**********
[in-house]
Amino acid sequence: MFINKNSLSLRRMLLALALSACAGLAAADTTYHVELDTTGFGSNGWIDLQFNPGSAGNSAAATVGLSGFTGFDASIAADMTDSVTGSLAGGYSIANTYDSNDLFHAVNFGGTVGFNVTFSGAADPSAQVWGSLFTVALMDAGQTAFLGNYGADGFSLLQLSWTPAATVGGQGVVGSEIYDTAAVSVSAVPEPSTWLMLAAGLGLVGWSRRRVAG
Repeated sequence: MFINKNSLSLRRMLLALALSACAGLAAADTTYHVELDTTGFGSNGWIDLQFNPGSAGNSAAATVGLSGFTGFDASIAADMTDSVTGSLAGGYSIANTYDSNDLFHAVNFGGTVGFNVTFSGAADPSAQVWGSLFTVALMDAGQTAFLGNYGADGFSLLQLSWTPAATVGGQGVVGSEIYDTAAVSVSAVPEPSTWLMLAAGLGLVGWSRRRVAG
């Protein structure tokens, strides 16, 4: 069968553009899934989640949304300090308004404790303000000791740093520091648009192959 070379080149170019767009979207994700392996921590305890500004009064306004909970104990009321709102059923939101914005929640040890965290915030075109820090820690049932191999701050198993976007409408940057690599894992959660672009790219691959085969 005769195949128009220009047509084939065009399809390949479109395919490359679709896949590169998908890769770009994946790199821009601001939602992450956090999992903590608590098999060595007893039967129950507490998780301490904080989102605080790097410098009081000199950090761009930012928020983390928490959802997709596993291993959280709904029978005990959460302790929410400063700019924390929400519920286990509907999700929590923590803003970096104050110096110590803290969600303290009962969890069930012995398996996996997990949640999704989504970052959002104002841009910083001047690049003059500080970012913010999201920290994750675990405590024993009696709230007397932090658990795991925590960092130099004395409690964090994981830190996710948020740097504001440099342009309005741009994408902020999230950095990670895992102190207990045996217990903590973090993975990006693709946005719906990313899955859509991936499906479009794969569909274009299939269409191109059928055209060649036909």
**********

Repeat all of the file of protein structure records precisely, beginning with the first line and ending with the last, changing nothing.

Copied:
[in-house]
Amino acid sequence: MFINKNSLSLRRMLLALALSACAGLAAADTTYHVELDTTGFGSNGWIDLQFNPGSAGNSAAATVGLSGFTGFDASIAADMTDSVTGSLAGGYSIANTYDSNDLFHAVNFGGTVGFNVTFSGAADPSAQVWGSLFTVALMDAGQTAFLGNYGADGFSLLQLSWTPAATVGGQGVVGSEIYDTAAVSVSAVPEPSTWLMLAAGLGLVGWSRRRVAG
Repeated sequence: MFINKNSLSLRRMLLALALSACAGLAAADTTYHVELDTTGFGSNGWIDLQFNPGSAGNSAAATVGLSGFTGFDASIAADMTDSVTGSLAGGYSIANTYDSNDLFHAVNFGGTVGFNVTFSGAADPSAQVWGSLFTVALMDAGQTAFLGNYGADGFSLLQLSWTPAATVGGQGVVGSEIYDTAAVSVSAVPEPSTWLMLAAGLGLVGWSRRRVAG
């Protein structure tokens, strides 16, 4: 069968553009899934989640949304300090308004404790303000000791740093520091648009192959 070379080149170019767009979207994700392996921590305890500004009064306004909970104990009321709102059923939101914005929640040890965290915030075109820090820690049932191999701050198993976007409408940057690599894992959660672009790219691959085969 005769195949128009220009047509084939065009399809390949479109395919490359679709896949590169998908890769770009994946790199821009601001939602992450956090999992903590608590098999060595007893039967129950507490998780301490904080989102605080790097410098009081000199950090761009930012928020983390928490959802997709596993291993959280709904029978005990959460302790929410400063700019924390929400519920286990509907999700929590923590803003970096104050110096110590803290969600303290009962969890069930012995398996996996997990949640999704989504970052959002104002841009910083001047690049003059500080970012913010999201920290994750675990405590024993009696709230007397932090658990795991925590960092130099004395409690964090994981830190996710948020740097504001440099342009309005741009994408902020999230950095990670895992102190207990045996217990903590973090993975990006693709946005719906990313899955859509991936499906479009794969569909274009299939269409191109059928055209060649036909």